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Distinguishing features of the iridocorneal endothelial syndrome and posterior polymorphous dystrophy: value of endothelial specular microscopy.
  1. H C Laganowski,
  2. E S Sherrard,
  3. M G Muir and
  4. R J Buckley
  1. Moorfields Eye Hospital, London.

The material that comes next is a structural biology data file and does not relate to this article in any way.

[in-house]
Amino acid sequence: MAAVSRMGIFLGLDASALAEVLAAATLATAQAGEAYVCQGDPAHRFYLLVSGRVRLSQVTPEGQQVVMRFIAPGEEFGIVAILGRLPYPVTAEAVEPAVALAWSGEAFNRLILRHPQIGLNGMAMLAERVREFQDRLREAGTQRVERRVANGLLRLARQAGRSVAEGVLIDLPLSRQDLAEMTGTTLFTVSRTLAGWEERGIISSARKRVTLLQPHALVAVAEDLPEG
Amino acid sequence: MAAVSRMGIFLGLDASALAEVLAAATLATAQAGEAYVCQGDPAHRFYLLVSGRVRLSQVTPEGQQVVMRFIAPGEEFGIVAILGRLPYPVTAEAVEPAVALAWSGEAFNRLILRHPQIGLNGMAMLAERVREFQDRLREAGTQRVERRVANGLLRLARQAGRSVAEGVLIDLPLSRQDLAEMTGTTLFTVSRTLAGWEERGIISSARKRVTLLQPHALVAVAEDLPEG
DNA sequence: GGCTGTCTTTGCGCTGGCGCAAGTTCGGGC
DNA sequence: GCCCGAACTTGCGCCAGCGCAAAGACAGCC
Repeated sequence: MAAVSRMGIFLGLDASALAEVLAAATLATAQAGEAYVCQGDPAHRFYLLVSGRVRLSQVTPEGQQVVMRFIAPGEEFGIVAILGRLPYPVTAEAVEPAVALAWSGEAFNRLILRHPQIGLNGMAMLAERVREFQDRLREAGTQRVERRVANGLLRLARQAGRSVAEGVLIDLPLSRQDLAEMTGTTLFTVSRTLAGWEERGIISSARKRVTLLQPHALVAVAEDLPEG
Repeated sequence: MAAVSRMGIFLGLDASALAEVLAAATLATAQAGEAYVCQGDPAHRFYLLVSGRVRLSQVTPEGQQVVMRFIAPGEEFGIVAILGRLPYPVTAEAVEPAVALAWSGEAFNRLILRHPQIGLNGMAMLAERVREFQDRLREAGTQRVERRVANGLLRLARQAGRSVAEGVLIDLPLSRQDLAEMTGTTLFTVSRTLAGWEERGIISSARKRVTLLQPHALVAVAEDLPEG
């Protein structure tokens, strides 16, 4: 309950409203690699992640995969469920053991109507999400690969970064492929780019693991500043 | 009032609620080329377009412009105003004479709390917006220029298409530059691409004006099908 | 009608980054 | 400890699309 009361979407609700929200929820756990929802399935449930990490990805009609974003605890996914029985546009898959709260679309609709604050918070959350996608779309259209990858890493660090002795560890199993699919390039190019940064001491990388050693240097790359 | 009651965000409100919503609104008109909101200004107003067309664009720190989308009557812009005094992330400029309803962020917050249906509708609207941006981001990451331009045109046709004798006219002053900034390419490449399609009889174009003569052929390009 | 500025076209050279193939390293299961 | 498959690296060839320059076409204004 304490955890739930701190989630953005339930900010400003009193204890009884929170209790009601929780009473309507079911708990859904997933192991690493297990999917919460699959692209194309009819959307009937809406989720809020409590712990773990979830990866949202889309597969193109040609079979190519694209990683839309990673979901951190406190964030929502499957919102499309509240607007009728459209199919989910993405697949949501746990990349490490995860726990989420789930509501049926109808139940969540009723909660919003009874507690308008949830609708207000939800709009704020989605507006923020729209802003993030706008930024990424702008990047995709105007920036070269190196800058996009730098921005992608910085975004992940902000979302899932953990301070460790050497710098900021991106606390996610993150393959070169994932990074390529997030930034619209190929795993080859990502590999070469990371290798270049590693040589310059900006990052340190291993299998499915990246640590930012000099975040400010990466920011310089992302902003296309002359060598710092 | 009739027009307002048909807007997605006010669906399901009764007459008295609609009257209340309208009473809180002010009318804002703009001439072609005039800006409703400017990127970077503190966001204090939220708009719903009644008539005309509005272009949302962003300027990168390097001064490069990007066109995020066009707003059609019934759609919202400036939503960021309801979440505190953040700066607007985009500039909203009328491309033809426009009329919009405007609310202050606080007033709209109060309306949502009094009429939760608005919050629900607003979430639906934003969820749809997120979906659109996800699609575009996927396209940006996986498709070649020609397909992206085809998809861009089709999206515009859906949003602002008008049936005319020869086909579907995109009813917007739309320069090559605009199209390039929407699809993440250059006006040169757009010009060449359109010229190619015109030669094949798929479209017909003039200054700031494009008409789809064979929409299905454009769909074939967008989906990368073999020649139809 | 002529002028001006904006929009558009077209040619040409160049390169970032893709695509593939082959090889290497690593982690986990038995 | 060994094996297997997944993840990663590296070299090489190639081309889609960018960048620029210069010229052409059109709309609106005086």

The literature suggests that posterior polymorphous dystrophy (PPD) may show features such as iridocorneal adhesions, glassy membranes, and pupillary ectropion which are typically ascribed to the iridocorneal endothelial (ICE) syndrome. This complicates diagnosis. PPD, unlike ICE, is familial, and ICE, unlike PPD, is usually progressive and frequently complicated by glaucoma: thus it is important to distinguish between them. To determine whether this could be achieved by specular microscopy, since the posterior corneal surface is abnormal in both conditions, 57 cases of ICE and 44 of PPD were repeatedly examined and photographed with the specular microscope. Progressive and/or static morphological features of the corneal endothelium and Descemet's membrane were found that were specific for each condition. Specular microscopy can thus provide a definitive diagnosis of ICE or PPD even in uncertain cases.

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